Perhaps someday someone will make a study on what it is that drives some actors to self destruction after they have achieved success. Ken Maynard was legendary for the way he would literally burn his bridges before he had finished crossing them. Don “Red” Barry was another such case of success driving a man to alienate those around him during the height of his stardom. Director William Witney goes into great detail about his run ins with the tempermental cowboy hero in his autobiography In a Door, Into a Fight, Out a Door, Into a Chase. Herb Yates, who always envisioned Barry as Republic's answer to James Cagney reportedly once got so fed up with Barry's prima donna attitude that he told the actor that he was a truck driver when Yates found him and if he didn't straighten up, Yates would send him back there. Conversely George “Gabby” Hayes has always maintained that he never saw any of the on set temper tantrums Barry was known for throwing at the drop of a hat.
Barry was a college football star who gained his acting experience touring with a stock company. His film debut was in Night Waitress (1936). Small roles in Dead End (1937), Calling Dr. Kildare (1939) and Only Angels Have Wings (1939) soon followed. Then Republic cast him as the lead in their serial adaptation of the popular comic strip The Adventures of Red Ryder (1940). Barry proved so popular in the role that the nick name “Red” became a permanent part of his name for the rest of his career.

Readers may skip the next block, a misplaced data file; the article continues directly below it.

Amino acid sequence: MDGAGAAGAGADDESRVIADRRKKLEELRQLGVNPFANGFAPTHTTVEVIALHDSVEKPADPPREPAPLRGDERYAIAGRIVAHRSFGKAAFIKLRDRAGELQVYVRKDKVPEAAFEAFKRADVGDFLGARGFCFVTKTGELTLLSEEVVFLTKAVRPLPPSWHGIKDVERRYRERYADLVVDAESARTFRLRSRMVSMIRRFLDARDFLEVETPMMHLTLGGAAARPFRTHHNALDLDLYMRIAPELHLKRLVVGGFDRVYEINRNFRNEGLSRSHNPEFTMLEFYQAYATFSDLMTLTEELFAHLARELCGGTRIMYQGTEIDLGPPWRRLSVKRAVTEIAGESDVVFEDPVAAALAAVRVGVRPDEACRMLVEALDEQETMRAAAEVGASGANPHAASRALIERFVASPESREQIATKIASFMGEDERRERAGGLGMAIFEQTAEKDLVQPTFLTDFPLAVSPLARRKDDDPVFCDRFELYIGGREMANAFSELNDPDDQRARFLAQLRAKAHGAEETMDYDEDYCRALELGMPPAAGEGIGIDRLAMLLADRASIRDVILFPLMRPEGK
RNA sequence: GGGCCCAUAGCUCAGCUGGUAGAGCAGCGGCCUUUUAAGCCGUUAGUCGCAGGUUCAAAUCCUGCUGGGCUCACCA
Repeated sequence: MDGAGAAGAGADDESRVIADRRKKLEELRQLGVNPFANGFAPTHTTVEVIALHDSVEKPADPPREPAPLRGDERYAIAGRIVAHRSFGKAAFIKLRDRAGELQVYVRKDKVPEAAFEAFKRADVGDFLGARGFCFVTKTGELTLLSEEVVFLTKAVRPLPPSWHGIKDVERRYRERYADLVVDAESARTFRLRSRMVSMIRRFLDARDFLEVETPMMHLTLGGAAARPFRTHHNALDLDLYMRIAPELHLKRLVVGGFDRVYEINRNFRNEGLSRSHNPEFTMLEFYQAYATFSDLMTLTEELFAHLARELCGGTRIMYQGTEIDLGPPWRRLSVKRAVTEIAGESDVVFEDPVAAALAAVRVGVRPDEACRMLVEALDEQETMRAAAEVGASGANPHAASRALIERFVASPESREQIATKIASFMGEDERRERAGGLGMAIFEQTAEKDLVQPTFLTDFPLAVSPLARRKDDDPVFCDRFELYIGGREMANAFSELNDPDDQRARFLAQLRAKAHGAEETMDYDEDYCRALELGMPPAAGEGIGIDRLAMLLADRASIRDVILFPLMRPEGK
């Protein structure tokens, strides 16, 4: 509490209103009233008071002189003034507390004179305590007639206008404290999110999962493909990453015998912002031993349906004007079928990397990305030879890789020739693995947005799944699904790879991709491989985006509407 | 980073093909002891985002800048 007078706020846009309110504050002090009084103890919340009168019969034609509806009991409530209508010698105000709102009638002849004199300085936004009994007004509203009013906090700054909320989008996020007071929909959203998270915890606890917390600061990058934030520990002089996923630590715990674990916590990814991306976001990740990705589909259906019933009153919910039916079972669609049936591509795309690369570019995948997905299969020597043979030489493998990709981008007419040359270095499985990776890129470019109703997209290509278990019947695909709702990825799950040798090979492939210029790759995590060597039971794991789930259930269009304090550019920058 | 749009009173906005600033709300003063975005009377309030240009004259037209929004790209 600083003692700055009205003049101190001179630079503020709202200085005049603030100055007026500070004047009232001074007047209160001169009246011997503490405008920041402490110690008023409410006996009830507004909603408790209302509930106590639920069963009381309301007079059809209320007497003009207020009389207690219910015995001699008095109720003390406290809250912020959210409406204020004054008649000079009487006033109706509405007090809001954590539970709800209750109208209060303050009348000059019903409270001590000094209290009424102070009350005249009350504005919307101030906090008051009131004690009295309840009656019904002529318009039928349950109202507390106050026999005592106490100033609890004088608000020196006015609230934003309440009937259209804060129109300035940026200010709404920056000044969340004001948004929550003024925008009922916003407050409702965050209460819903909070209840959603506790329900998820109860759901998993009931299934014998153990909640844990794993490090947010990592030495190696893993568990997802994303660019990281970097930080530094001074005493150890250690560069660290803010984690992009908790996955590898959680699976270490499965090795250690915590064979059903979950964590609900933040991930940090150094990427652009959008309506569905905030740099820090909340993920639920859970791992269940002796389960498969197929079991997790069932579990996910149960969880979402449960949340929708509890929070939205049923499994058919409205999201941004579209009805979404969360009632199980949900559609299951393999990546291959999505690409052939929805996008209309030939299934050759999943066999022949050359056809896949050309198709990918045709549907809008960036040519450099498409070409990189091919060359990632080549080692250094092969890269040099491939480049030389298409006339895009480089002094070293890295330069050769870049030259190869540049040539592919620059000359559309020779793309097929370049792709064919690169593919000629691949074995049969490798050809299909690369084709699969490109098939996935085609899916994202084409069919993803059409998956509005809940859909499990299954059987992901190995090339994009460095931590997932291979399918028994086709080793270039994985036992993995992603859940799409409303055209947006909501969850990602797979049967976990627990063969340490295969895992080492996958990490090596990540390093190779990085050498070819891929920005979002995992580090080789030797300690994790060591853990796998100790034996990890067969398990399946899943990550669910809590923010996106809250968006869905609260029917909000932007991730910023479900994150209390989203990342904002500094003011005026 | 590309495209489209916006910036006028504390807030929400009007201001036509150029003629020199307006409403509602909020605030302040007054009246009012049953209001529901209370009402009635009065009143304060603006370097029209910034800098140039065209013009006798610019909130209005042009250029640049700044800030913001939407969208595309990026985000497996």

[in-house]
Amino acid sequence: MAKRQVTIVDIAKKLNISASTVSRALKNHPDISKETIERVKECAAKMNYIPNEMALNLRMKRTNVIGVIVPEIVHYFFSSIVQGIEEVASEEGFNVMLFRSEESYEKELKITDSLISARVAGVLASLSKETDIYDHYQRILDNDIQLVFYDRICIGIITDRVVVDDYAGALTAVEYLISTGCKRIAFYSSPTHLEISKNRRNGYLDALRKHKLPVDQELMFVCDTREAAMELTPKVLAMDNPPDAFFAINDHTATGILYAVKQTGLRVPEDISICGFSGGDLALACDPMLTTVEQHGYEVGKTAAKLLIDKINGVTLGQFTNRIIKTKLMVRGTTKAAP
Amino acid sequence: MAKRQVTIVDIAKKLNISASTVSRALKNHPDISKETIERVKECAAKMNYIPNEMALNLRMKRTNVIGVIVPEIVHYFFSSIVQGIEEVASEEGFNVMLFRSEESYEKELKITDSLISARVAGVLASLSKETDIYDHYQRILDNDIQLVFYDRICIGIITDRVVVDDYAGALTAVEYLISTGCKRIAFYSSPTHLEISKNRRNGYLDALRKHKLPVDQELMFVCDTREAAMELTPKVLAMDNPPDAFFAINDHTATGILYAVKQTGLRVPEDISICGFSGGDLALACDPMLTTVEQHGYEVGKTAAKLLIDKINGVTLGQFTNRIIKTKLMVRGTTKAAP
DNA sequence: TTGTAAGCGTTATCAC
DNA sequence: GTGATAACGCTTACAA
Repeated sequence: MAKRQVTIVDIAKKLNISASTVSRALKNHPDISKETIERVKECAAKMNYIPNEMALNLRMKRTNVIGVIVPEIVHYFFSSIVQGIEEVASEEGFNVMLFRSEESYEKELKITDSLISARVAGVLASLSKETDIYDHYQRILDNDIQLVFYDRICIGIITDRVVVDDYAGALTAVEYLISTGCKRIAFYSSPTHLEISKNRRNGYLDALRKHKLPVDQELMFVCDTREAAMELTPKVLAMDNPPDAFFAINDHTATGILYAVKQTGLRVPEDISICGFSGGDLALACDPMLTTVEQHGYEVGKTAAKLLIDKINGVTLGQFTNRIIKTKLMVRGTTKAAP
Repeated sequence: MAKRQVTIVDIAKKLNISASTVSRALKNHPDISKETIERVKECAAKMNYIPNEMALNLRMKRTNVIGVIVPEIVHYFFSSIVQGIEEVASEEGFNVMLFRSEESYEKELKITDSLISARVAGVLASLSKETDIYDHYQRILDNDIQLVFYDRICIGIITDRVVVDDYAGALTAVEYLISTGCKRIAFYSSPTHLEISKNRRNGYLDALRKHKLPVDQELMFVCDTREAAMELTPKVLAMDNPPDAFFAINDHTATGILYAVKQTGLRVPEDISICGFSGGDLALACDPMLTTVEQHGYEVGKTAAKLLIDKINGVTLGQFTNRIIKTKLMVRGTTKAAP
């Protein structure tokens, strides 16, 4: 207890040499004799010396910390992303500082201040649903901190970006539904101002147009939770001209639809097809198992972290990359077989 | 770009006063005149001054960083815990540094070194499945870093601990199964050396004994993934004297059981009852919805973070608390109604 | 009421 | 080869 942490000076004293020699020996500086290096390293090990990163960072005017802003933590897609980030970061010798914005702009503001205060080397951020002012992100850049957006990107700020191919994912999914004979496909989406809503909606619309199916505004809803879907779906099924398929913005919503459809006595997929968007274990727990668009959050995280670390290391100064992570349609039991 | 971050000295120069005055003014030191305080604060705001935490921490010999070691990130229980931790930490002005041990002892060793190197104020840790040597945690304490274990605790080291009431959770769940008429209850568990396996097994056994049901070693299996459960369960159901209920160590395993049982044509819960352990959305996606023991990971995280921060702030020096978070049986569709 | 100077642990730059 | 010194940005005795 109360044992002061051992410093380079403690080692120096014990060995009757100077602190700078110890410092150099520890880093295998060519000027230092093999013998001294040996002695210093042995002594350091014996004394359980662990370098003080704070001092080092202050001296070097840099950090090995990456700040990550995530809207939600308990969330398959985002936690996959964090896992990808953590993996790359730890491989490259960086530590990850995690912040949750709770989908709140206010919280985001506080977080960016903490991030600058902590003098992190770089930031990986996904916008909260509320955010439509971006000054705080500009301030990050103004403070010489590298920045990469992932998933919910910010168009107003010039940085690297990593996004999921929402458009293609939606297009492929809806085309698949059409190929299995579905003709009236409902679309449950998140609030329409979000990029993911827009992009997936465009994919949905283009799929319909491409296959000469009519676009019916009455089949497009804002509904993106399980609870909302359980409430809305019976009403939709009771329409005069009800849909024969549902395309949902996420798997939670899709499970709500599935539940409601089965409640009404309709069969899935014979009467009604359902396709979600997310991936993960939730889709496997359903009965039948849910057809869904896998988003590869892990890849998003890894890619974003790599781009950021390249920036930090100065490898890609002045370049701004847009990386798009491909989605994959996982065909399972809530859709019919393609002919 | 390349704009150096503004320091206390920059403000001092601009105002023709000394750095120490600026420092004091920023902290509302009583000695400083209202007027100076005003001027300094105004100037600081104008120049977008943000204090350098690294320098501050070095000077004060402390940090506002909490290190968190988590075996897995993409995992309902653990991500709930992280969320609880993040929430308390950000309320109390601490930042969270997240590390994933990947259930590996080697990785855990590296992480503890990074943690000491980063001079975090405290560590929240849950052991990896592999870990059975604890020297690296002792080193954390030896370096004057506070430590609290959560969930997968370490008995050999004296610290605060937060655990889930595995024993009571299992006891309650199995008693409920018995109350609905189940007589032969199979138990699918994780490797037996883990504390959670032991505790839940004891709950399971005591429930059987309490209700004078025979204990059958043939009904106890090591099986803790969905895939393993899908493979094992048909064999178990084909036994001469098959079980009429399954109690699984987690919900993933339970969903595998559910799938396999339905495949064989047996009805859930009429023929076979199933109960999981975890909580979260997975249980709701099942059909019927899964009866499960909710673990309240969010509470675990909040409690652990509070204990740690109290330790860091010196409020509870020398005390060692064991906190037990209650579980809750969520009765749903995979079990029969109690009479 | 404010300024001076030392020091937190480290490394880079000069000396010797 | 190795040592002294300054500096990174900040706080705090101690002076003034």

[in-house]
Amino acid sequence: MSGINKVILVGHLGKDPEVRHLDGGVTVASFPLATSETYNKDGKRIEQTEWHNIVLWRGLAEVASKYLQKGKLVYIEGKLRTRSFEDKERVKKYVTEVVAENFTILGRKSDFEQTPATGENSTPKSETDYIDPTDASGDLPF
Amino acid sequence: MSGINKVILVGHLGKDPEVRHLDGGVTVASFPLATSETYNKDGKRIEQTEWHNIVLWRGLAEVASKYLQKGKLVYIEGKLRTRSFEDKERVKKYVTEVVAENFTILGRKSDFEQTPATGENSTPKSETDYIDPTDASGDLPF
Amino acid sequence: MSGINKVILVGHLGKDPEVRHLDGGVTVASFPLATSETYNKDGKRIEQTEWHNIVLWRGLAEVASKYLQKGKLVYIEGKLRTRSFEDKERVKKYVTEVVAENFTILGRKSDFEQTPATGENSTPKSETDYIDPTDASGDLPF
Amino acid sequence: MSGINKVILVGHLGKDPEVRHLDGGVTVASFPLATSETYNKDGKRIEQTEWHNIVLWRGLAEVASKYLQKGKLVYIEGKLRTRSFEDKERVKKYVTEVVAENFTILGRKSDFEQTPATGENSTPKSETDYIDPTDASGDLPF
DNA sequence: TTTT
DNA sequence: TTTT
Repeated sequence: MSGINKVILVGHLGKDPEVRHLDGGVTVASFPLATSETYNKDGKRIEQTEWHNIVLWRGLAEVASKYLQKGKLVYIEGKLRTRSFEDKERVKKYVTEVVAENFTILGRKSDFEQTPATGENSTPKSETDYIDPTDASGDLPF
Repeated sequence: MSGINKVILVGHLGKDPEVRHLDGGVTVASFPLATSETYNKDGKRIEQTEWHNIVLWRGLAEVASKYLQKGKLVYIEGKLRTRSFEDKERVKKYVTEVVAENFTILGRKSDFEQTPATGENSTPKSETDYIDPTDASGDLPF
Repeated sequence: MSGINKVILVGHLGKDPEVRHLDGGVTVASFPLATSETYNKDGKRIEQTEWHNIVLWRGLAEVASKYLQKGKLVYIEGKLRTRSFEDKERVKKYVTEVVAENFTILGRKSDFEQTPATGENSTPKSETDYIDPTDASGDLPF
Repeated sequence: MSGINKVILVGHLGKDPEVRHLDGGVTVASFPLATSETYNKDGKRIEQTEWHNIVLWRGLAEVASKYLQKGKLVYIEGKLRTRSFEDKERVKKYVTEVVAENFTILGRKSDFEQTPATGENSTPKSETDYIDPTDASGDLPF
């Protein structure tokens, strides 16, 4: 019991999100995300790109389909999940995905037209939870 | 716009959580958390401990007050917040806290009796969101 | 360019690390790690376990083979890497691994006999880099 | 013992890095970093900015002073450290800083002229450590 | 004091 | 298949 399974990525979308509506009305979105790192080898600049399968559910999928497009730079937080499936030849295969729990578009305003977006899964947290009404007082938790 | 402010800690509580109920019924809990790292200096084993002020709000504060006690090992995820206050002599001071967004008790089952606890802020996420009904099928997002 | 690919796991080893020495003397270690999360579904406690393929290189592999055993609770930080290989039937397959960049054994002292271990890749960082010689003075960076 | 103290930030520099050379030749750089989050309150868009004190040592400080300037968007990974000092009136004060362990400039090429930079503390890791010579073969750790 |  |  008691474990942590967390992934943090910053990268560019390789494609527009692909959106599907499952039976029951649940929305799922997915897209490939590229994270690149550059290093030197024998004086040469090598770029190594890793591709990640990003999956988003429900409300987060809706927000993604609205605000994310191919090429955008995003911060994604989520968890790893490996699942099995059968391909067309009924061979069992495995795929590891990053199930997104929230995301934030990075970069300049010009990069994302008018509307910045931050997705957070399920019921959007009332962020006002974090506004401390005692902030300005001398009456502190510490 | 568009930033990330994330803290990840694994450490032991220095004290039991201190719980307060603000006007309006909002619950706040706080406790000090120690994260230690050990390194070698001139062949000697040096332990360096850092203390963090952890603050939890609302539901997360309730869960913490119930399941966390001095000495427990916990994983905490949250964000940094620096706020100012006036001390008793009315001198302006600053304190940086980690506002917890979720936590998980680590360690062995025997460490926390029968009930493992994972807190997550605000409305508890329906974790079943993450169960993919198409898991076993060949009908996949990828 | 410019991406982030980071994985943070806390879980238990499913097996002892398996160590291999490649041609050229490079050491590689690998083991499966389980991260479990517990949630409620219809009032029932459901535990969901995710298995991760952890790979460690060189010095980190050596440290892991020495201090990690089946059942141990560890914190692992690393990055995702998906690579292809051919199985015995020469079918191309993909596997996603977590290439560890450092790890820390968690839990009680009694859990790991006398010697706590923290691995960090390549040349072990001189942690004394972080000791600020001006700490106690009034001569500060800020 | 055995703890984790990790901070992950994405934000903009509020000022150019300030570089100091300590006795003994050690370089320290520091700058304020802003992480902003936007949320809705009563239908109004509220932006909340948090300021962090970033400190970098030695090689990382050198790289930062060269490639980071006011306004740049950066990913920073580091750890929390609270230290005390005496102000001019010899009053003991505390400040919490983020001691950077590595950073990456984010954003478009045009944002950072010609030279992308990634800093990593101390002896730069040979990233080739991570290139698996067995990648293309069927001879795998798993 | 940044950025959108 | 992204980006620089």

During the forties Barry was one of Republic's biggest stars, making such popular westerns as Texas Terrors (1940), The Cyclone Kid (1942), Days of Old Cheyenne (1943) and The Plainsman and the Lady (1946). Moving into the fifties Barry left Republic to produce his own films. Train to Tombstone (1950) was based on his own screenplay and Jesse Jame's Women (1954) was directed by the star. Unfortunately tastes were changing, causing these ventures to fail and Barry went bankrupt. His last role of any major significance was in the low budget horror film Frankenstein 1970 (1958).
Despite appearances in films like Ocean's Eleven (1960) and The Carpetbaggers (1964), Barry was desperate for money. He embarked on an ambitious and humilating campaign in which he asked his fans to each donate one dollar to help him finance a new series of films. It ultimately failed. But things looked up in the seventies as fans like John Wayne and Burt Reynolds got him work in their pictures Rio Lobo (1970, Hustle (1975) and Hooper (1978). It was also during this time that he had the recuring role of Larrabee on the popular Michael Landon TV show Little House on the Prairie.
Sadly he committed suicide in 1980.